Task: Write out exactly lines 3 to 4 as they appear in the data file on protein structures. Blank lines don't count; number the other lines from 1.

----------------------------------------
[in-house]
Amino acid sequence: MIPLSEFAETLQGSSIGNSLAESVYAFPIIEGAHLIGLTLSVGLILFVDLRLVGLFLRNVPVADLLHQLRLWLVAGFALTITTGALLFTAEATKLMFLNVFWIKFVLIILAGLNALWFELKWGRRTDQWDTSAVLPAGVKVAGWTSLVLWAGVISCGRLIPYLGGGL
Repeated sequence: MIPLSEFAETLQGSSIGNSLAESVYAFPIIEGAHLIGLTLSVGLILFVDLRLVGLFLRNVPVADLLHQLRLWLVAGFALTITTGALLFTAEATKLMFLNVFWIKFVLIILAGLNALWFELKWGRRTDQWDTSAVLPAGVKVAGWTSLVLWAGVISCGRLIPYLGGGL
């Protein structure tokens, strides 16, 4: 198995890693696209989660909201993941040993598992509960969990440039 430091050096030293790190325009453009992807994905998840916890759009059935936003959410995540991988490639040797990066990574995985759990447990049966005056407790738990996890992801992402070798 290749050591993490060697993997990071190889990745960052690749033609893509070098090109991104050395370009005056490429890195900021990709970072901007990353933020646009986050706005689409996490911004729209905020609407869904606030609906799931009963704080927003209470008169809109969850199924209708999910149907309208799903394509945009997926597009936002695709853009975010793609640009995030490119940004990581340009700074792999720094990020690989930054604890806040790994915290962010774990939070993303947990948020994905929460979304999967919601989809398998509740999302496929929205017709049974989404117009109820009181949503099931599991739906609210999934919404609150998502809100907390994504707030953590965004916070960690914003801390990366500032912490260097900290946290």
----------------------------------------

Repeated sequence: MIPLSEFAETLQGSSIGNSLAESVYAFPIIEGAHLIGLTLSVGLILFVDLRLVGLFLRNVPVADLLHQLRLWLVAGFALTITTGALLFTAEATKLMFLNVFWIKFVLIILAGLNALWFELKWGRRTDQWDTSAVLPAGVKVAGWTSLVLWAGVISCGRLIPYLGGGL
């Protein structure tokens, strides 16, 4: 198995890693696209989660909201993941040993598992509960969990440039 430091050096030293790190325009453009992807994905998840916890759009059935936003959410995540991988490639040797990066990574995985759990447990049966005056407790738990996890992801992402070798 290749050591993490060697993997990071190889990745960052690749033609893509070098090109991104050395370009005056490429890195900021990709970072901007990353933020646009986050706005689409996490911004729209905020609407869904606030609906799931009963704080927003209470008169809109969850199924209708999910149907309208799903394509945009997926597009936002695709853009975010793609640009995030490119940004990581340009700074792999720094990020690989930054604890806040790994915290962010774990939070993303947990948020994905929460979304999967919601989809398998509740999302496929929205017709049974989404117009109820009181949503099931599991739906609210999934919404609150998502809100907390994504707030953590965004916070960690914003801390990366500032912490260097900290946290």